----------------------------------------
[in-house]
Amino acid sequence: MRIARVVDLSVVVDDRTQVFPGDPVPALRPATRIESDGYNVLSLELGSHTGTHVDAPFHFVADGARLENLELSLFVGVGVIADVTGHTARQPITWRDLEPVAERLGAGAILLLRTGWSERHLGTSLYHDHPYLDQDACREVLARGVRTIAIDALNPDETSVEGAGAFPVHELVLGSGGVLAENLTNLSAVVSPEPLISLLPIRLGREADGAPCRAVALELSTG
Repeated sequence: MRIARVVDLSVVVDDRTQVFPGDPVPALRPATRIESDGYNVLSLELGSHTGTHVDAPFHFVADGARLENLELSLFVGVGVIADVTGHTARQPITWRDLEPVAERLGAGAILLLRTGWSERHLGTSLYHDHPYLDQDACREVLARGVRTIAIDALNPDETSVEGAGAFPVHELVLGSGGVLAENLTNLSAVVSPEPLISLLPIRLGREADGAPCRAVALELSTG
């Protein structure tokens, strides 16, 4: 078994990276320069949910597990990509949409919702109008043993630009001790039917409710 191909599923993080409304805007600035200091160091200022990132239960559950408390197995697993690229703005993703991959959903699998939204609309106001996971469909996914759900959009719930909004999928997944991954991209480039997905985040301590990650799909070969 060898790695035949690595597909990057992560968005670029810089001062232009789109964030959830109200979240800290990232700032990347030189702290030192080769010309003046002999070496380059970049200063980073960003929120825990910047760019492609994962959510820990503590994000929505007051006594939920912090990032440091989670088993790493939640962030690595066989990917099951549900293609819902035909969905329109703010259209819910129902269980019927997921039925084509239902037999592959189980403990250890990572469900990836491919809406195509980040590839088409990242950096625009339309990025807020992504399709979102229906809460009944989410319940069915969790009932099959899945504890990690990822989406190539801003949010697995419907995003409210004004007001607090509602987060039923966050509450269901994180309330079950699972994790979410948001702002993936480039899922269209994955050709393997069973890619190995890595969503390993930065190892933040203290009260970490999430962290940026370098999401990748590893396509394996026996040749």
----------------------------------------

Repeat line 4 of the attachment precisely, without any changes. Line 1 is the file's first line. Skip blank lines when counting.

């Protein structure tokens, strides 16, 4: 078994990276320069949910597990990509949409919702109008043993630009001790039917409710 191909599923993080409304805007600035200091160091200022990132239960559950408390197995697993690229703005993703991959959903699998939204609309106001996971469909996914759900959009719930909004999928997944991954991209480039997905985040301590990650799909070969 060898790695035949690595597909990057992560968005670029810089001062232009789109964030959830109200979240800290990232700032990347030189702290030192080769010309003046002999070496380059970049200063980073960003929120825990910047760019492609994962959510820990503590994000929505007051006594939920912090990032440091989670088993790493939640962030690595066989990917099951549900293609819902035909969905329109703010259209819910129902269980019927997921039925084509239902037999592959189980403990250890990572469900990836491919809406195509980040590839088409990242950096625009339309990025807020992504399709979102229906809460009944989410319940069915969790009932099959899945504890990690990822989406190539801003949010697995419907995003409210004004007001607090509602987060039923966050509450269901994180309330079950699972994790979410948001702002993936480039899922269209994955050709393997069973890619190995890595969503390993930065190892933040203290009260970490999430962290940026370098999401990748590893396509394996026996040749």